Friday, November 11, 2016

State Farm Insurance in California just got greedy, and was scorched by the state insurance commissioner

California Insurance Commissioner Dave Jones determined that rates charged by State Farm were excessive.

State Farm requested a rate increase of 6.9 percent, giving the commish the open door to check out their numbers... and WHAM!

On Tuesday the commish issued a decision requiring State Farm Insurance Co. to reduce
 its dwelling insurance rates by an average of 7.0 percent,
its homeowner insurance rate by an average of 5.37 percent,
 its renter insurance rate by an average of 20.39 percent,
and its condominium insurance rate by an average of 13.81 percent.

Resulting is $78.6 million in annual savings for California policyholders.

California Insurance Commissioner Dave Jones has ordered State Farm to refund homeowners insurance policyholders $104 million and reduce rates going forward. 1.7 million policyholders will receive refund checks.

The Consumer Federation of California intervened in the proceeding under Proposition 103, a 1988 initiative that ended price gouging by insurance companies. The voter-enacted law forces insurers to justify raise increases and allows customers and consumer groups to formally challenge proposed rate hikes.


  1. Totally unnecessary and intrusive government intervention. (Like 90% of government intervention) If State Farm charges too much, the free market will take care of it by people switching to less expensive insurance companies. Price gouging cannot exist for long in a free market and is much more often the result of barriers to entry of competitors by government regulation than it is eliminated by regulation.

    1. I disagree, based on the monopoly concept that the few who can conspire and artificially manipulate the prices, and the access, can charge anything they want. No consumer relief by switching to their competition. That is why there is some govt regulation, or has been. We already know that 3 or 4 corporations control the grocery store field, and the agricultural seed industry, and the car manufacturing and insurance, and the medical insurance, etc etc etc etc. When a handful of the grocery store CEOs had a meeting, and set prices and union contracts, and made a handshake agreement 10 years ago, they set up a monopoly on So Cal grocery stores, both the prices of the food, and the terms they'd offer the grocers union. Now, there is no where to go for a job to get ahead or around them, and there is no where to get groceries but them. Ditto the oil refineries in So Cal. There is one. It sets the price, as many years ago they paid off the right politicians to ban refined fuels from any other state being brought into So Cal. Now, that's pretty cool... getting the govt to make laws to protect your business and profits. Well, that worked out pretty well for the car insurance companies, you'll either pay them, and only the ones in So Cal can be paid for car insurance, or the police will impound your car for the insurance company. You seriously can either pay the price, or bike to work, or walk. Busses don't operate very thoroughly, there is a very limited light rail trolley commuter train here in San Diego... and that is just the way it is.... so, thank goodness the insurance companies are limited in their gouging by a govt watch oversight dept. If you don't agree, see how prices work on Amazon for a limited item, it's set by the highest price asked, and the comnpetition chips down a bit to get your business, but no one cuts hard at the price, they are just as greedy. I can cite examples of books as examples, but maybe you'll just agree... the consumer does not set the terms in this world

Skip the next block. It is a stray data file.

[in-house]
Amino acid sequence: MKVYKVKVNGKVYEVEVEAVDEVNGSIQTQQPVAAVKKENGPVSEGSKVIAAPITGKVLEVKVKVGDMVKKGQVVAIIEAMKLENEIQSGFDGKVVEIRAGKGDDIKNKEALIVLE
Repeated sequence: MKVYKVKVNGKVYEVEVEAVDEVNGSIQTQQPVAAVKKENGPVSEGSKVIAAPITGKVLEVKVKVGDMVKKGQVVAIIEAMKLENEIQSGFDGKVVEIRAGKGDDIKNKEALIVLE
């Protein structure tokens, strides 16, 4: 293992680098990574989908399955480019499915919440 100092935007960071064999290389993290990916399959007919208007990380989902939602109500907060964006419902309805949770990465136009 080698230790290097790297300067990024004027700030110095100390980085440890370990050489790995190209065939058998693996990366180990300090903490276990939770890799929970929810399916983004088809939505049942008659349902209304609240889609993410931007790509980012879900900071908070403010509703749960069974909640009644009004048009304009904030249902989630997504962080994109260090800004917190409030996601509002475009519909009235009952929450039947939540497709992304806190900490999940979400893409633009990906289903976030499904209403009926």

2. Oh yeah, one other thing. Wanna see the free market in action? See your post below.

    1. Yes! I love it! No monopolies, just those that make an effort can succeed, and the old guard better stay on their game, or lose out to the new innovators